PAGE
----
Young People Hospitalized For Coronavirus At High Rates
New CDC data shows younger people are more susceptible to getting seriously ill from the coronavirus than previously thought.
Younger people are more susceptible to getting seriously ill from the coronavirus than previously thought, according to the Centers for Disease Control and Prevention.
While the likelihood of dying or of being hospitalized from the coronavirus is significantly higher in older adults, new data from the nation's top health agency found that of 508 patients hospitalized, nearly 40% were between the ages of 20 and 54.
However, at this time, coronavirus is still believed to pose a greater risk for older people — 80% of deaths linked with the virus occurred among adults aged 60 and over.
The CDC also analyzed cases of 121 patients known to have been admitted to an ICU. Nearly half were adults under 65. ICU admissions were highest among adults between the ages of 75-84. There were no ICU admissions reported for those under age 19.
Though the report didn't say whether the patients had underlying health conditions that could have made them more vulnerable to the virus, public health experts say young people should be just as wary as older generations.
"It's not totally clear what additional risk factors there are in addition to just age, so we're still betting that and trying to figure that out. I think with the younger patient population, it's tempting to say that all of those folks who are younger who are critically ill must have something wrong, must have some underlying condition, but that's not always the case. And just like young people get heart attacks, not just, you know, 50-60-somethings, people can get really ill with infectious diseases as well," said Dr. Amer Aldeen, chief medical officer of U.S. Acute Care Solutions.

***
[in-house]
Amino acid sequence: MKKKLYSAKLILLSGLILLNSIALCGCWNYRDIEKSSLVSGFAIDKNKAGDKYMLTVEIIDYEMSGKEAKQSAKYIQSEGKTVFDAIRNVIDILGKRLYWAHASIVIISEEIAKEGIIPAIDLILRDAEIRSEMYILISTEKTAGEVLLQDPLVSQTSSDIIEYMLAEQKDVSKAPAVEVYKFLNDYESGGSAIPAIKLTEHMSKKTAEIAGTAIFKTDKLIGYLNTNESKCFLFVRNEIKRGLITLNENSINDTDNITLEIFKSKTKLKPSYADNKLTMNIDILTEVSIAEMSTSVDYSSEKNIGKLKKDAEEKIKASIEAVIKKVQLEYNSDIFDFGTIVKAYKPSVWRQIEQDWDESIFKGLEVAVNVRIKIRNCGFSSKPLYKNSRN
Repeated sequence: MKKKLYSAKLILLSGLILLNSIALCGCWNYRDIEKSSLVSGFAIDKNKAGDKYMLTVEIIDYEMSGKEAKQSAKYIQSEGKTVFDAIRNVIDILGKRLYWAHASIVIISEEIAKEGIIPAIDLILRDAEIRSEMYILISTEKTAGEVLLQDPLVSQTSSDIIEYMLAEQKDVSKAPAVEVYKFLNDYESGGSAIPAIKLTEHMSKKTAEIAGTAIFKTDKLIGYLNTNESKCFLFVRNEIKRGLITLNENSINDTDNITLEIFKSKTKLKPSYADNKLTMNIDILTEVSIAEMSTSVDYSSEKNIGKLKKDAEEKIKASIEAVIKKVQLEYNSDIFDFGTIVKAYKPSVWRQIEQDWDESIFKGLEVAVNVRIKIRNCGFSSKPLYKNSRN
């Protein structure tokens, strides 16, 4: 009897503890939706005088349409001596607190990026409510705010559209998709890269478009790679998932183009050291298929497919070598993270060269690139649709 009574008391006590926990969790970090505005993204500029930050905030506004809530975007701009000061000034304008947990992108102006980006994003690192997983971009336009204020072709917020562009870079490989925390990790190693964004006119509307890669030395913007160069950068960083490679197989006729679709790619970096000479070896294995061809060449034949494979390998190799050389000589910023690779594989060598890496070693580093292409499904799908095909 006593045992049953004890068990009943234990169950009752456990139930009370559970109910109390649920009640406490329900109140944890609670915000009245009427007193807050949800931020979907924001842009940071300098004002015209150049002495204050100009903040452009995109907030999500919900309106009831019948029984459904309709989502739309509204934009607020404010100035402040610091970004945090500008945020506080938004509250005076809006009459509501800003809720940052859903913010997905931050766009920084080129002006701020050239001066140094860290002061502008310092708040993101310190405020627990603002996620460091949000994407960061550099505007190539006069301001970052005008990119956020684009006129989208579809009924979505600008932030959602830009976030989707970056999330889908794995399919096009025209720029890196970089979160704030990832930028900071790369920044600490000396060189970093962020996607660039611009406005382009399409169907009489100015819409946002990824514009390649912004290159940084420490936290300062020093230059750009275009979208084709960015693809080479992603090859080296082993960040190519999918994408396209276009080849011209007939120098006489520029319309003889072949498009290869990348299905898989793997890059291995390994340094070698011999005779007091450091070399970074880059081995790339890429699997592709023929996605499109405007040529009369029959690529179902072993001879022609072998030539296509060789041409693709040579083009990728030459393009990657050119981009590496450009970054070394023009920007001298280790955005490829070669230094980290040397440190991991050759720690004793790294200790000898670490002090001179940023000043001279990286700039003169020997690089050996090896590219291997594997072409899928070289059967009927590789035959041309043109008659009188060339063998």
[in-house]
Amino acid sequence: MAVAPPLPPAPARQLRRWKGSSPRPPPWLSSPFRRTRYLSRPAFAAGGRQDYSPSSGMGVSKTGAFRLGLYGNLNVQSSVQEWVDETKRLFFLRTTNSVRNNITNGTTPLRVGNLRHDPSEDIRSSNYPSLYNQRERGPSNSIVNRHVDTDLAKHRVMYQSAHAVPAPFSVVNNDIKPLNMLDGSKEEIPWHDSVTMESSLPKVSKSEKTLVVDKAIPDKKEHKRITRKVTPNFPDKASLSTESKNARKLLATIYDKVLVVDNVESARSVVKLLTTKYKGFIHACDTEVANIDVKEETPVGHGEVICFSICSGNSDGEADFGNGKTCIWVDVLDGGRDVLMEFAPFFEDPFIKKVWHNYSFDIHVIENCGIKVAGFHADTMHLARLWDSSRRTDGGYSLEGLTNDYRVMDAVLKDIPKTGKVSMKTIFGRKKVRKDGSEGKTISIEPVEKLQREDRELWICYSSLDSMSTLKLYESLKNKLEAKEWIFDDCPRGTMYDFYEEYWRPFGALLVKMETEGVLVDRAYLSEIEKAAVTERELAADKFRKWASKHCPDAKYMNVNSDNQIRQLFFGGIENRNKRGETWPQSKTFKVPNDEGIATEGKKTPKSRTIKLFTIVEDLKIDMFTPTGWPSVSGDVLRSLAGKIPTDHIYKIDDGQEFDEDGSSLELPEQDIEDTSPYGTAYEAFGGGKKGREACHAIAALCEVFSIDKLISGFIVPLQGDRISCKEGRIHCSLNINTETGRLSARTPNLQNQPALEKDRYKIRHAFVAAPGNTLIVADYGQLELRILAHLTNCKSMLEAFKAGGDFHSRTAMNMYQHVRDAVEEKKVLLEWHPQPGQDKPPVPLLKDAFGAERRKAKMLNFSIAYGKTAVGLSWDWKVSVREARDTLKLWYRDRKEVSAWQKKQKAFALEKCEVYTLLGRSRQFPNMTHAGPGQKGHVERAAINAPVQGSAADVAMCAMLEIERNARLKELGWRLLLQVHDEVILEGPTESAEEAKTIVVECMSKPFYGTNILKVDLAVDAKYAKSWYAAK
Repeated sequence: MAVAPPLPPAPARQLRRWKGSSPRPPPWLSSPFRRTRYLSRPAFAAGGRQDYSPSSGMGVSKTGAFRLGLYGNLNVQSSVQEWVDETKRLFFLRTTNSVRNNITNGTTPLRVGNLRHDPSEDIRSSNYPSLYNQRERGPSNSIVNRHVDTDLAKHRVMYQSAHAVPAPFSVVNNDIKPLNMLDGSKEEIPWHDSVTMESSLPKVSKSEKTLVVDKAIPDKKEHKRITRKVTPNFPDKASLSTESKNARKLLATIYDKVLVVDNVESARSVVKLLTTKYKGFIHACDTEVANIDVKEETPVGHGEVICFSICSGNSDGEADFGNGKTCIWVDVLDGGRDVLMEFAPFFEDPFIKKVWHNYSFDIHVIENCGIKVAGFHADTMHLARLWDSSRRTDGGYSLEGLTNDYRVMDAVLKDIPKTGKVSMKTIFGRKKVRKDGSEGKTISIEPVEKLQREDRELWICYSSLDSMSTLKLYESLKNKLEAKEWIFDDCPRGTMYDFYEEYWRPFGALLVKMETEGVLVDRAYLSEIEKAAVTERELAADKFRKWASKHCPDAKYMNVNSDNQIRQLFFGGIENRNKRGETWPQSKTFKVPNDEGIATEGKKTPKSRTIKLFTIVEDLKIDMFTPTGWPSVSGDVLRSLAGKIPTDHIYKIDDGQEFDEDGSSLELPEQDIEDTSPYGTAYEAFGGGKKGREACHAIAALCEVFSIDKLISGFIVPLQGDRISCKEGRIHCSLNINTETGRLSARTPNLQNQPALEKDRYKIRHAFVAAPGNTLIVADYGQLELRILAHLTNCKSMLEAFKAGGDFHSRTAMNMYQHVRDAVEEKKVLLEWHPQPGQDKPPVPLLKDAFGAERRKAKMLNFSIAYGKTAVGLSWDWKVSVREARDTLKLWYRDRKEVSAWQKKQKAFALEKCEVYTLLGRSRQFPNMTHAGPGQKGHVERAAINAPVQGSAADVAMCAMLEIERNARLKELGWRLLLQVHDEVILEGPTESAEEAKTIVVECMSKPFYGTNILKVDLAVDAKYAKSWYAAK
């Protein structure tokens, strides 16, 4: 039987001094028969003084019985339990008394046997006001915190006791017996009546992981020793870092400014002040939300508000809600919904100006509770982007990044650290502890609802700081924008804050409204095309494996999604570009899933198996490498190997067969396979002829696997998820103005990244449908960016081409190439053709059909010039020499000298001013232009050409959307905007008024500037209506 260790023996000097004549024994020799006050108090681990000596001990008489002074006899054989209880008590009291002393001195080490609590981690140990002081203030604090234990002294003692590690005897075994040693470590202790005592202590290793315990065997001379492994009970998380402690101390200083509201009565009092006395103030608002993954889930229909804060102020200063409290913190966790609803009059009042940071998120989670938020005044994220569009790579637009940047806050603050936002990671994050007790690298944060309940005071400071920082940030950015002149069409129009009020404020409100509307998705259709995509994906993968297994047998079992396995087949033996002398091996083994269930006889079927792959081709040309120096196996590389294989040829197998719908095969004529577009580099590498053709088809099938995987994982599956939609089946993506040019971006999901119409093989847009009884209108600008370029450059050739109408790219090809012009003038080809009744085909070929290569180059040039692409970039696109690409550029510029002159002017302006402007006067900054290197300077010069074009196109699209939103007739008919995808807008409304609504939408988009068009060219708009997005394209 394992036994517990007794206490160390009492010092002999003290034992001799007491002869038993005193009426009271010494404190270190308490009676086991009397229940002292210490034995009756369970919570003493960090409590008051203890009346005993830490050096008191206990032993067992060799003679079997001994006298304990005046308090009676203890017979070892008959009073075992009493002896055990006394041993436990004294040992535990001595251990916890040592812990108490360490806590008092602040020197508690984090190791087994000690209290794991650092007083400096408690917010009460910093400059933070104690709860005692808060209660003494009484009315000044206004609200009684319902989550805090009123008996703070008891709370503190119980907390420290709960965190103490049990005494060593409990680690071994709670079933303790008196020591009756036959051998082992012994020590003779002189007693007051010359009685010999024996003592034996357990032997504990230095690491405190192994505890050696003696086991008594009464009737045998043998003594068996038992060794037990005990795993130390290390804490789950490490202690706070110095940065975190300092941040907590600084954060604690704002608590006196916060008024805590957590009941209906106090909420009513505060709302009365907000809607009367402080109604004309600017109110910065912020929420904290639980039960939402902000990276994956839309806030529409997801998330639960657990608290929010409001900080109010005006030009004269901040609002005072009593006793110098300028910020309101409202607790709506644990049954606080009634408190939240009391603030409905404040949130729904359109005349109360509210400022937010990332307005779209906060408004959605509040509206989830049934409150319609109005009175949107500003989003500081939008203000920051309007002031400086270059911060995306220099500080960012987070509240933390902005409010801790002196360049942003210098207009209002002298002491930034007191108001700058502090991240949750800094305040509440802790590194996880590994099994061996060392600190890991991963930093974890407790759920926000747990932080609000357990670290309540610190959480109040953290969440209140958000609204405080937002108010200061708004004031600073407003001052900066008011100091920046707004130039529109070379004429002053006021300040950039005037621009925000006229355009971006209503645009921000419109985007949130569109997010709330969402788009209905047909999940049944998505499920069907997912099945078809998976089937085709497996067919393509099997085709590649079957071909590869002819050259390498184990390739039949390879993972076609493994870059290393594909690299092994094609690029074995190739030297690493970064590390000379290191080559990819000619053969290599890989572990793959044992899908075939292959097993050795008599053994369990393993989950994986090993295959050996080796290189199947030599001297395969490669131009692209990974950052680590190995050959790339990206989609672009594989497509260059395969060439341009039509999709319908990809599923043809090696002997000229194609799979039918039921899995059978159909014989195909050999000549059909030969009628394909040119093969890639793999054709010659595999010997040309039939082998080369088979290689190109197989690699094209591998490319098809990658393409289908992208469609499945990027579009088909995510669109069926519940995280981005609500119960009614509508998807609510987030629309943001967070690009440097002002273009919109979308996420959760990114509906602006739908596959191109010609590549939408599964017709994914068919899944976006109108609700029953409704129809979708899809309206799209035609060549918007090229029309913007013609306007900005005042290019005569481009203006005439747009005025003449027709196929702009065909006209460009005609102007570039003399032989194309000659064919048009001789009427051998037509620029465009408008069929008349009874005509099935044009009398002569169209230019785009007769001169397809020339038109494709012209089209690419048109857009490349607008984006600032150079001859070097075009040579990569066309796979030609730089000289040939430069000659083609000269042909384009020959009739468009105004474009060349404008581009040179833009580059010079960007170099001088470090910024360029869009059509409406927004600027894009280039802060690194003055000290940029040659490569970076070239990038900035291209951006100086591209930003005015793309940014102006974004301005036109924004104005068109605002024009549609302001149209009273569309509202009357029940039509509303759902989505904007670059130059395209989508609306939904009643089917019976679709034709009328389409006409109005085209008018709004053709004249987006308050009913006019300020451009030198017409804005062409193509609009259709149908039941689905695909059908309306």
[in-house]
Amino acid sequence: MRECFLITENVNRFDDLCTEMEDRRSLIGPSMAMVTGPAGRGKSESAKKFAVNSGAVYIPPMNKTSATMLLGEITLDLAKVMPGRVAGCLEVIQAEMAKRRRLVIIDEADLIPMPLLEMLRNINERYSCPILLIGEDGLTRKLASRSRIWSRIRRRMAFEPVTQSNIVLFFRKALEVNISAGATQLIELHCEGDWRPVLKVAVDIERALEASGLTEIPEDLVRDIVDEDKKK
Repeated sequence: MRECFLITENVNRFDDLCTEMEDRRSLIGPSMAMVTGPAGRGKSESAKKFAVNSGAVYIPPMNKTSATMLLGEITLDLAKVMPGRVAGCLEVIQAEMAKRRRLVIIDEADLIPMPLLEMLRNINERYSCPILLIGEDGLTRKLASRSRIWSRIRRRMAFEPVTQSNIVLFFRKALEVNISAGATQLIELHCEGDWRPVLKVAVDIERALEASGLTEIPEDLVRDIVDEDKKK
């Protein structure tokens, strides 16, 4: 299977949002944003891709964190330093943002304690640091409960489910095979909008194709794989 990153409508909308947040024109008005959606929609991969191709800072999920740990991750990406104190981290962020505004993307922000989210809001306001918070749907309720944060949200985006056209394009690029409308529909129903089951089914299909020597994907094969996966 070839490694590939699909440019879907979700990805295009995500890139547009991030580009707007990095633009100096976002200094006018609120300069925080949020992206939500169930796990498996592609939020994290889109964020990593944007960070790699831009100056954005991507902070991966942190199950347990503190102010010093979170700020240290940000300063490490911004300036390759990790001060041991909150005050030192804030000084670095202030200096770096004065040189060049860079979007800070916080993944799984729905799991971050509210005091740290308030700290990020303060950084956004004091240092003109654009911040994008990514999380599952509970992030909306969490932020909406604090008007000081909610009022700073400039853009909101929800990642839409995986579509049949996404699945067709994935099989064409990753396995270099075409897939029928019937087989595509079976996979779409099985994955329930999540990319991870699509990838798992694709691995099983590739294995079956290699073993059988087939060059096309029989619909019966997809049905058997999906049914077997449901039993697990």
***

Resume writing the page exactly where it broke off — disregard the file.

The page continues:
The White House has urged young people to take social distancing and isolation seriously to slow the spread of the virus.
"There are concerning reports coming out of France and Italy about some young people getting seriously ill and very seriously ill in the ICUs. ... And so even if it's a rare occurrence, it may be seen more frequently in that group and be evident now," said Dr. Deborah Birx, White House coronavirus response coordinator.
Contains footage from CNN.
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